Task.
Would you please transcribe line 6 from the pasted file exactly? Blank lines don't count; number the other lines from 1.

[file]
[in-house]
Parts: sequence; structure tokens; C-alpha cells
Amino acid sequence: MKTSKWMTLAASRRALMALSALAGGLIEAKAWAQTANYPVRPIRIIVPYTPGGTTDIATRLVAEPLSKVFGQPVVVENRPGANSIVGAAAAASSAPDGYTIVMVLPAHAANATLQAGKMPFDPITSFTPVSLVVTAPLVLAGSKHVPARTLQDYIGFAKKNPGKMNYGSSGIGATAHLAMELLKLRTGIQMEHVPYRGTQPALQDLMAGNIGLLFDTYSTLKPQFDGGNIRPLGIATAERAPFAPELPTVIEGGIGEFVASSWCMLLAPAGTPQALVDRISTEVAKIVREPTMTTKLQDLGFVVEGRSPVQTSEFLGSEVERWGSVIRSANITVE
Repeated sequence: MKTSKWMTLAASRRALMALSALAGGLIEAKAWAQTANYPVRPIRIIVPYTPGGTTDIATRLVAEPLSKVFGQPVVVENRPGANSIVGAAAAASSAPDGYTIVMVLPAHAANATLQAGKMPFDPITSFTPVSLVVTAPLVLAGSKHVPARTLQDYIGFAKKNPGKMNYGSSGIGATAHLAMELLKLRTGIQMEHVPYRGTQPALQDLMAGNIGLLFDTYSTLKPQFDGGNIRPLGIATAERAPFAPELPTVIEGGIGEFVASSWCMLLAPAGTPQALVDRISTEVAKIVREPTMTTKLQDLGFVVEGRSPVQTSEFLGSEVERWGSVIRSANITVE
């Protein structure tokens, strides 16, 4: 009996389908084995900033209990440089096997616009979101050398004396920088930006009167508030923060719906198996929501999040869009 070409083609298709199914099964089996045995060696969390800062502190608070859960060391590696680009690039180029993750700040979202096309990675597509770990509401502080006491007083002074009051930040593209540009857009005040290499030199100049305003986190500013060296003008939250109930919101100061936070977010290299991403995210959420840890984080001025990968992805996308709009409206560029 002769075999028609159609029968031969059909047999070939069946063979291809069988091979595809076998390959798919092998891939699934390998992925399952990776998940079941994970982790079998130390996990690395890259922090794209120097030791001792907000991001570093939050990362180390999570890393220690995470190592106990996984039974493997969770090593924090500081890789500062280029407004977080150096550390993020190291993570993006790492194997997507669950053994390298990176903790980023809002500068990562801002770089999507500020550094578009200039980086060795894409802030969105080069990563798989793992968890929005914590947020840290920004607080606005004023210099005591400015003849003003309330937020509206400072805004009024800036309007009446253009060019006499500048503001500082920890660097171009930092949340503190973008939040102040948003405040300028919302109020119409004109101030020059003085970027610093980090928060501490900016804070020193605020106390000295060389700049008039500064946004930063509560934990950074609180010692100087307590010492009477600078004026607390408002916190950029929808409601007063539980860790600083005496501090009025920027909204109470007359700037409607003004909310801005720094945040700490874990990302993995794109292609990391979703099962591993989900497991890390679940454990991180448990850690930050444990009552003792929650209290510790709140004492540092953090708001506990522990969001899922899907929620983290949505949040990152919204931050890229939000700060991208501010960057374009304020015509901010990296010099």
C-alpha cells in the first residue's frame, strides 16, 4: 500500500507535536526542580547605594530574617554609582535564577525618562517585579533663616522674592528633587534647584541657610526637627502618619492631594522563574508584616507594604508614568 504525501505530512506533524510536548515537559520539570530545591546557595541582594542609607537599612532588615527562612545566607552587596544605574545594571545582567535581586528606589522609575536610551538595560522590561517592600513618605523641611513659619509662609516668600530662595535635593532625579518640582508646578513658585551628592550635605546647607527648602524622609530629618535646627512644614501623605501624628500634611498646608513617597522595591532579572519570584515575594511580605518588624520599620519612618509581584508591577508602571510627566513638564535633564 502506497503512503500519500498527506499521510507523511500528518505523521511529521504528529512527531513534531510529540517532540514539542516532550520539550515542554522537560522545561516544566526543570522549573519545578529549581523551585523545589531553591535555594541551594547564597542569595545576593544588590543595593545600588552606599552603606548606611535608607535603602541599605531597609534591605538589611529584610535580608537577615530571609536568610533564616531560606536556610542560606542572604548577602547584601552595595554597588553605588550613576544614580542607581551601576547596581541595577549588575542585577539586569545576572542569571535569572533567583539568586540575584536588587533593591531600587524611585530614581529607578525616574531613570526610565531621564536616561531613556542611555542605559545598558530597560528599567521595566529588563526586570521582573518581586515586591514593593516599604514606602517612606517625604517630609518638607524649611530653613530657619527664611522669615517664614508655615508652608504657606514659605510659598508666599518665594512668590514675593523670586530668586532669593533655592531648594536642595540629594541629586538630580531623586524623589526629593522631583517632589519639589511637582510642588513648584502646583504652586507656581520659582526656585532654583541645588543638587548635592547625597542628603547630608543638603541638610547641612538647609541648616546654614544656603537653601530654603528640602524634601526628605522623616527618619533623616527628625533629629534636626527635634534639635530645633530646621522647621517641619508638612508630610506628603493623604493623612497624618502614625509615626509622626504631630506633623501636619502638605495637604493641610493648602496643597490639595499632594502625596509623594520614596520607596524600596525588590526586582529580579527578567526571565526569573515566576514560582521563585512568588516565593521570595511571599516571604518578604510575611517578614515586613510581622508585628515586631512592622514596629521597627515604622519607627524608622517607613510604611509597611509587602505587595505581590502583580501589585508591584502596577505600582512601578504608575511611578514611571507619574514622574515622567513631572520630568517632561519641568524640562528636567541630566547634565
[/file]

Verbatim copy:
C-alpha cells in the first residue's frame, strides 16, 4: 500500500507535536526542580547605594530574617554609582535564577525618562517585579533663616522674592528633587534647584541657610526637627502618619492631594522563574508584616507594604508614568 504525501505530512506533524510536548515537559520539570530545591546557595541582594542609607537599612532588615527562612545566607552587596544605574545594571545582567535581586528606589522609575536610551538595560522590561517592600513618605523641611513659619509662609516668600530662595535635593532625579518640582508646578513658585551628592550635605546647607527648602524622609530629618535646627512644614501623605501624628500634611498646608513617597522595591532579572519570584515575594511580605518588624520599620519612618509581584508591577508602571510627566513638564535633564 502506497503512503500519500498527506499521510507523511500528518505523521511529521504528529512527531513534531510529540517532540514539542516532550520539550515542554522537560522545561516544566526543570522549573519545578529549581523551585523545589531553591535555594541551594547564597542569595545576593544588590543595593545600588552606599552603606548606611535608607535603602541599605531597609534591605538589611529584610535580608537577615530571609536568610533564616531560606536556610542560606542572604548577602547584601552595595554597588553605588550613576544614580542607581551601576547596581541595577549588575542585577539586569545576572542569571535569572533567583539568586540575584536588587533593591531600587524611585530614581529607578525616574531613570526610565531621564536616561531613556542611555542605559545598558530597560528599567521595566529588563526586570521582573518581586515586591514593593516599604514606602517612606517625604517630609518638607524649611530653613530657619527664611522669615517664614508655615508652608504657606514659605510659598508666599518665594512668590514675593523670586530668586532669593533655592531648594536642595540629594541629586538630580531623586524623589526629593522631583517632589519639589511637582510642588513648584502646583504652586507656581520659582526656585532654583541645588543638587548635592547625597542628603547630608543638603541638610547641612538647609541648616546654614544656603537653601530654603528640602524634601526628605522623616527618619533623616527628625533629629534636626527635634534639635530645633530646621522647621517641619508638612508630610506628603493623604493623612497624618502614625509615626509622626504631630506633623501636619502638605495637604493641610493648602496643597490639595499632594502625596509623594520614596520607596524600596525588590526586582529580579527578567526571565526569573515566576514560582521563585512568588516565593521570595511571599516571604518578604510575611517578614515586613510581622508585628515586631512592622514596629521597627515604622519607627524608622517607613510604611509597611509587602505587595505581590502583580501589585508591584502596577505600582512601578504608575511611578514611571507619574514622574515622567513631572520630568517632561519641568524640562528636567541630566547634565